One major change is that we are attempting to buy as much as we possibly can from local providers. We are fortunate to have a prolific farmers market in our area that is open year round and provides locally grown, organic produce, dairy, meat, eggs, plants, soaps, and much more. We have found that we can buy all these things directly from the farmers, speak to them about their farming practices, and get advice about our decisions for almost the same price that we can get them at the grocery store. The only loss is in convenience, and that convenience comes at too high a cost. Whatever we are not able to get at the market, we will continue to buy at the grocery store – and, trust me, our choices are not always as noble as we would like them to be – but at least these concessions are a less pervasive part of our overall diet.

The second big change that we have made is very near and dear to my heart, as it has become a fulfilling and beautiful part of my everyday life. I have built and cultivated an extensive back yard vegetable garden. It is the most beautiful thing I have created since Owen and I am probably a bit too proud of it. But if it’s growth and success continues at the rate it has thus far, we will have organic, home-grown vegetables to last us through the summer and well beyond. It doesn’t get much more local than that! Anyone who has read some of my previous posts on aesthetics knows that I firmly believe that just because something is useful does not mean it has to look simply practical as well. I built my garden with my own two hands and I knew from the start that I wanted it to be a thing of beauty as well as a source of nutrition. I could easily have just plowed the “back forty” into rows and started planting (which is certainly a viable option for some, don’t get me wrong), but instead I laid out and planned 4 raised beds, leveled into a hill, framed, and surrounded by walkways. I chronicled my garden building journey with many pictures and decided to share some of them here with you. Hopefully a few of you may find inspiration as I have and be led to create your own oasis of food production.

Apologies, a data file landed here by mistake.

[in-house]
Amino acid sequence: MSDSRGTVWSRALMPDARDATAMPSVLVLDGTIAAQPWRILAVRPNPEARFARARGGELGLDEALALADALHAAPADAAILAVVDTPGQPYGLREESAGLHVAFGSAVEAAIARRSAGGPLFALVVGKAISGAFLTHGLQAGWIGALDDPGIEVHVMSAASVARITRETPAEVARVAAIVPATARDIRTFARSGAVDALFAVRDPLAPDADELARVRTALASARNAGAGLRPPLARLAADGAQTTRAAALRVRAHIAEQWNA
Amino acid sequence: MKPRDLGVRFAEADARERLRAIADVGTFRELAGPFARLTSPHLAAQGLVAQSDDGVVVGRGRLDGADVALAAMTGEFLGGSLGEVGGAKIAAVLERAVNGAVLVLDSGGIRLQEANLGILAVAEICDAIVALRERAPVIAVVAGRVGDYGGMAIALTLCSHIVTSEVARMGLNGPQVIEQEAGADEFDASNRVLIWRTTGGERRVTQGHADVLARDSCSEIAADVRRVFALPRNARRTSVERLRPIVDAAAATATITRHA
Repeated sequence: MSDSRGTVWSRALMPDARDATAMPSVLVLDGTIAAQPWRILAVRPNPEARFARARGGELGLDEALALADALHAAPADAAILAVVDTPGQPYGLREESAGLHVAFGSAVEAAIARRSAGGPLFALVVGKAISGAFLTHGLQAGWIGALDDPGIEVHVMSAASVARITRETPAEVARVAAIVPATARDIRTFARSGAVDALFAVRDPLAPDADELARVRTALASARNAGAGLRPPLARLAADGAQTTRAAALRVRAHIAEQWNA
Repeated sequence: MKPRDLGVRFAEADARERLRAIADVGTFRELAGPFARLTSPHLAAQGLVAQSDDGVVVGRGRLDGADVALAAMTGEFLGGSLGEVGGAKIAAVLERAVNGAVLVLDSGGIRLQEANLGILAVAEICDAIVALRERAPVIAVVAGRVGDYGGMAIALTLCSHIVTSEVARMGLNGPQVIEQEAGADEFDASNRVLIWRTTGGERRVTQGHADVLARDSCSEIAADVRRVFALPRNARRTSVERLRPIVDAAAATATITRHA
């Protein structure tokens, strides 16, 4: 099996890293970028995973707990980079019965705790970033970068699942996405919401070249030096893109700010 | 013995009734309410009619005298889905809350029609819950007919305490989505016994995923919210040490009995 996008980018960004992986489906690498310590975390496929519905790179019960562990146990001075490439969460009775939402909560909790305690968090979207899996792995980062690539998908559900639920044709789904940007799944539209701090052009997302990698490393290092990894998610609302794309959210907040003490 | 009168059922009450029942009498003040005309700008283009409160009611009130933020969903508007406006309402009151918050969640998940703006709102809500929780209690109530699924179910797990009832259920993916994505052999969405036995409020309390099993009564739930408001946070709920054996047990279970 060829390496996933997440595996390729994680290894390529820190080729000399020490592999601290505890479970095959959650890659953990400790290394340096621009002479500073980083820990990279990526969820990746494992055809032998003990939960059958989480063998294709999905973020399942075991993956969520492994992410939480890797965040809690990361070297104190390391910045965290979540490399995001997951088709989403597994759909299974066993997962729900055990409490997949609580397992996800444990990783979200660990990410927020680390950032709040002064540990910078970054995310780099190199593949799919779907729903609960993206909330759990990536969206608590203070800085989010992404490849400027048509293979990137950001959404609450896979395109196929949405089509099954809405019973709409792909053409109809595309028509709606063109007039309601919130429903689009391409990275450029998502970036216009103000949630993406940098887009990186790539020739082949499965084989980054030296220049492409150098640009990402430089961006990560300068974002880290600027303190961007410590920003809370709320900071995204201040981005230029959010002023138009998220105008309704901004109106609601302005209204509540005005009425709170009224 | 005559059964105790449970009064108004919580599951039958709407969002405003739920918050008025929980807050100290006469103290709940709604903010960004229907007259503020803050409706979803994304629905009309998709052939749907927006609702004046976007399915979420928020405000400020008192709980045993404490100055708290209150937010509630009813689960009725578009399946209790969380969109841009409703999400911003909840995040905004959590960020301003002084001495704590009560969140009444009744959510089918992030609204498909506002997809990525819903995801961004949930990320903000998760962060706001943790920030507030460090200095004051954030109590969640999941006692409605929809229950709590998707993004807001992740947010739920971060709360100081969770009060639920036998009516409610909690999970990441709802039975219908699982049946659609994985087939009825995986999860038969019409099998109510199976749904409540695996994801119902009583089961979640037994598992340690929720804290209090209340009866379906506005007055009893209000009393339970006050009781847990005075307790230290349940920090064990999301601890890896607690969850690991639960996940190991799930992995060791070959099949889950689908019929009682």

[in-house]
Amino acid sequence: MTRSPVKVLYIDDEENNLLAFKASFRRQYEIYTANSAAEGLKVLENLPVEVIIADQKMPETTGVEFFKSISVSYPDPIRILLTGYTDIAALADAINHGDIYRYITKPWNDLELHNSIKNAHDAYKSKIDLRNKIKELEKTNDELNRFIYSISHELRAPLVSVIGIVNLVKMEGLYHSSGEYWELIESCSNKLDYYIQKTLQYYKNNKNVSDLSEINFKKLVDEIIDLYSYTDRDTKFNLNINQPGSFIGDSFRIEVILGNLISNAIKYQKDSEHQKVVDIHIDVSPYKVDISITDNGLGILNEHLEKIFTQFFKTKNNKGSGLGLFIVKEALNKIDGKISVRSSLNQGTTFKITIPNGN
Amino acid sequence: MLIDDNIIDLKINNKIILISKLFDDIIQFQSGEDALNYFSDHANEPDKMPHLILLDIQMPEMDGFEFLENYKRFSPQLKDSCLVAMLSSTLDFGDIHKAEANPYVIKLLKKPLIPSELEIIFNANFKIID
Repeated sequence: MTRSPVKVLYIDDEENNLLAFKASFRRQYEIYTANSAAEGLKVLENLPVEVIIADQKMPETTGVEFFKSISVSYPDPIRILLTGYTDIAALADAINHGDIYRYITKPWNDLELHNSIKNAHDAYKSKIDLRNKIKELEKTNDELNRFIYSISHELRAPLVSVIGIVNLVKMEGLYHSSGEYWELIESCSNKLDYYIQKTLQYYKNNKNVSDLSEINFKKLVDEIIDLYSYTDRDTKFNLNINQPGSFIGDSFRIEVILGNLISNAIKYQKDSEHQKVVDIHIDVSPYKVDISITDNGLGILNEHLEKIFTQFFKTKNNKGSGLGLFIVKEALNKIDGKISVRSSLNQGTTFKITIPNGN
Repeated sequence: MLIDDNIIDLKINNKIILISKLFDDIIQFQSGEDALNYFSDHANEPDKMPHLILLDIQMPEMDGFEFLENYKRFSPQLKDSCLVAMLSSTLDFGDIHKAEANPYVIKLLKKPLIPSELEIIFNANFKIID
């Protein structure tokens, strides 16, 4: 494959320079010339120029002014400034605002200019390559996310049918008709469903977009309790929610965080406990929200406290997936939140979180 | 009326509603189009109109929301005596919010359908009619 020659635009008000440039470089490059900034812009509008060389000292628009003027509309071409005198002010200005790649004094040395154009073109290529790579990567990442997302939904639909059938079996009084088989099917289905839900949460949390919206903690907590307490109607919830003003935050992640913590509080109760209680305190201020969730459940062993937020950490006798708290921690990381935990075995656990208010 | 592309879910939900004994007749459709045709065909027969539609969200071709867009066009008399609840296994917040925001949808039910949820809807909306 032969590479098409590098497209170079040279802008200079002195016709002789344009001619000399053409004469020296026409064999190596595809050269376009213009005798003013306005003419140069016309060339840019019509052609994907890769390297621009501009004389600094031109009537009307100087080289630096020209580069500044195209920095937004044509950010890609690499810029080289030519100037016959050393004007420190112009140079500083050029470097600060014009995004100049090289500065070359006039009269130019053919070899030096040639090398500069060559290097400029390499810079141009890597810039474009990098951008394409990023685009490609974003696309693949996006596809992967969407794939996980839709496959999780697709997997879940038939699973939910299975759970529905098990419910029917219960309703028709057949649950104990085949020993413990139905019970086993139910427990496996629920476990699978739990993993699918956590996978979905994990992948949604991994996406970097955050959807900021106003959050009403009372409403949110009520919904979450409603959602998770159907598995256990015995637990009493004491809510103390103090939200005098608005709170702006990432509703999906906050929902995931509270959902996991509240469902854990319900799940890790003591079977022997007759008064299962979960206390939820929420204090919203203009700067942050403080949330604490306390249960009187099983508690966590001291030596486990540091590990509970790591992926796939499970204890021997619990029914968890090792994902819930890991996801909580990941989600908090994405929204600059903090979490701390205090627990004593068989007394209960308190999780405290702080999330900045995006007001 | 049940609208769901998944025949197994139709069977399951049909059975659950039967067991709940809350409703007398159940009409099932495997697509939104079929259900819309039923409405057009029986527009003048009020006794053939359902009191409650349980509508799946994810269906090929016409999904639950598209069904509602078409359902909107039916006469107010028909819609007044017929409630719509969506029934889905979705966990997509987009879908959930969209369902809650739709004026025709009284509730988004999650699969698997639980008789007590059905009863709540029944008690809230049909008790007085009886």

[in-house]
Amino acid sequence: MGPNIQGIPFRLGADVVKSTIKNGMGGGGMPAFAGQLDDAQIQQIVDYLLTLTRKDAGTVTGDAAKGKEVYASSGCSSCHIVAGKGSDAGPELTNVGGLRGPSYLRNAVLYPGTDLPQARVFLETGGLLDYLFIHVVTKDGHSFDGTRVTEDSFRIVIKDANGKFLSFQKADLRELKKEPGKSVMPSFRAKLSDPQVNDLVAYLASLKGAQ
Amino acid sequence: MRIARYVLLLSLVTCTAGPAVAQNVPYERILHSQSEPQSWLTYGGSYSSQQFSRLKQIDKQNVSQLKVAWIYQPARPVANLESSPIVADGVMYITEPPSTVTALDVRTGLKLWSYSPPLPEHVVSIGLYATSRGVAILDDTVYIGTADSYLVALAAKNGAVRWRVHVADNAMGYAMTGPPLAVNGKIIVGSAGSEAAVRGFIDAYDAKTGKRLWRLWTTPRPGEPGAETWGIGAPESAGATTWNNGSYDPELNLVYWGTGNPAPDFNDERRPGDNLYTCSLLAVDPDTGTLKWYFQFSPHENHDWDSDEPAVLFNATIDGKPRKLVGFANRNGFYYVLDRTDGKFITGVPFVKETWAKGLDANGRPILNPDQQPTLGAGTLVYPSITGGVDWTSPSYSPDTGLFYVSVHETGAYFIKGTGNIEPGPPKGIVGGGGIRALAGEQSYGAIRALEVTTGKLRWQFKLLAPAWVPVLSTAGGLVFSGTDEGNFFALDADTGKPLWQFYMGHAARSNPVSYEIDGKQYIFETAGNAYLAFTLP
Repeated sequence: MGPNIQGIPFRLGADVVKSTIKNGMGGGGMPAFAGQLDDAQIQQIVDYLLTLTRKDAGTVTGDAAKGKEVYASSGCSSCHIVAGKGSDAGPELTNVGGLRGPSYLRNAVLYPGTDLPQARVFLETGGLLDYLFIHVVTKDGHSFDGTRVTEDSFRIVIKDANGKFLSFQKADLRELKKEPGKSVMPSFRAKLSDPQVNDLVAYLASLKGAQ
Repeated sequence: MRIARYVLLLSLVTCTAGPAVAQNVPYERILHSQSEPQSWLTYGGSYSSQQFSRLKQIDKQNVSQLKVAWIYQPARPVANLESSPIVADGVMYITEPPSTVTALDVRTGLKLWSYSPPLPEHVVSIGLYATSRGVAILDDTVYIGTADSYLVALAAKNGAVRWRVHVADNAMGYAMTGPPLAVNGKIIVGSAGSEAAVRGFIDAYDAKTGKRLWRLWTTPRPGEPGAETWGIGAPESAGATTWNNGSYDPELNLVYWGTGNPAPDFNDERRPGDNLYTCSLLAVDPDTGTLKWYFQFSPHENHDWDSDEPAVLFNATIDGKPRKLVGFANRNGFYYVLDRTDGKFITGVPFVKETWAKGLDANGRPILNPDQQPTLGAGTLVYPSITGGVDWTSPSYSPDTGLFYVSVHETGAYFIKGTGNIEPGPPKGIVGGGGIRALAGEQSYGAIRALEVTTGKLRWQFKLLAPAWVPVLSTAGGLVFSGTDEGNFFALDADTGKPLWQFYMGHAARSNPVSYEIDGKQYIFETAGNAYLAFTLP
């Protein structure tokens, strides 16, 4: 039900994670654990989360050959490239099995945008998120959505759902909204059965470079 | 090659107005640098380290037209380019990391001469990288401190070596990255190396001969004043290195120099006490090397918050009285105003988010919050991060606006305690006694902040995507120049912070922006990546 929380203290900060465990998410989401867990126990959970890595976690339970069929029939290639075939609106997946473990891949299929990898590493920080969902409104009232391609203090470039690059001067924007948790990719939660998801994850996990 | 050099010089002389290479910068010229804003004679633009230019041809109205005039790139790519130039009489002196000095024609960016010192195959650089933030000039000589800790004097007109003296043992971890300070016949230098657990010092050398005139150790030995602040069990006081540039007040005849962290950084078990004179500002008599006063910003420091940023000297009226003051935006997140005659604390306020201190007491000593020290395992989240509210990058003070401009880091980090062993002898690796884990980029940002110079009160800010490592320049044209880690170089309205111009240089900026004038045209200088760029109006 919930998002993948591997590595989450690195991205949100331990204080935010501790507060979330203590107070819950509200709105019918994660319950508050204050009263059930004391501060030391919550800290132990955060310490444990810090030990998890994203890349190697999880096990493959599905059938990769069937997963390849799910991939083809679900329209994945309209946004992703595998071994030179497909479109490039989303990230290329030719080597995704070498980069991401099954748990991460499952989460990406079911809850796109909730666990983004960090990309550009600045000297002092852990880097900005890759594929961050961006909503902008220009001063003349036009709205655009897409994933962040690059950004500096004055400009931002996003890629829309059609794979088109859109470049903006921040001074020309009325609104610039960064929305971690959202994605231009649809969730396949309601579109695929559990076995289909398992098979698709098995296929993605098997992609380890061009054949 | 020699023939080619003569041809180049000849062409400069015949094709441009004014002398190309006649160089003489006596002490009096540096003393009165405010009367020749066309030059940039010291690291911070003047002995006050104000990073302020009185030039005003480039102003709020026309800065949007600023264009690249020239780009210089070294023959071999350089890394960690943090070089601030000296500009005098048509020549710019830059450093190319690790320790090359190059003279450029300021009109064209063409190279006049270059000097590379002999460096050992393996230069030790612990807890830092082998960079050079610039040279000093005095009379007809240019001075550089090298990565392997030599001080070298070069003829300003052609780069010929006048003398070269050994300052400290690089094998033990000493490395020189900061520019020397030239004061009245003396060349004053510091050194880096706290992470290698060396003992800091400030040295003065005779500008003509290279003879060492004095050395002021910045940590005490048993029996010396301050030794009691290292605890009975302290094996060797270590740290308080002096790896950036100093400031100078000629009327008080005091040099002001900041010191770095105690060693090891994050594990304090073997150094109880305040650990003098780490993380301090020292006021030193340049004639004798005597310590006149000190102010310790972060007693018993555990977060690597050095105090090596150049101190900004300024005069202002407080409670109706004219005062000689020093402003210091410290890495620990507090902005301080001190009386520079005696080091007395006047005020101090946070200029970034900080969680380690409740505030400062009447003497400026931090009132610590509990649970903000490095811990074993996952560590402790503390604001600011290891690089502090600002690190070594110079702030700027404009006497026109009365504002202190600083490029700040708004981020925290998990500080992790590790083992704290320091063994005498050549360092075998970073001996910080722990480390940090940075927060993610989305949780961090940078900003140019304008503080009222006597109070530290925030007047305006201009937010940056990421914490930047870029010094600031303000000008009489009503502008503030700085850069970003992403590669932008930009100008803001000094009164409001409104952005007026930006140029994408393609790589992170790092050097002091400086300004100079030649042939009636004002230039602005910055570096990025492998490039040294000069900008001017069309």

Owen wanted to know what exactly was going on when I came home from the store with all these crazy supplies.

Owen wanted to know what exactly was going on when I came home from the store with all these crazy supplies.

After cutting the necessary landscape timbers into half lengths, the next step was to lay out the location of the beds.

After cutting the necessary landscape timbers into half lengths, the next step was to lay out the location of the beds.

The first bed I attempted to till up by hand. Needless to say, for the next three, I rented a tiller.

The first bed I attempted to till up by hand. Needless to say, for the next three, I rented a tiller.

Here, all the beds were tilled and the hill was leveled out and ready for the frames to be assembled and put in place.

Here, all the beds were tilled and the hill was leveled out and ready for the frames to be assembled and put in place.

Owen was a huge help in building the frames ;)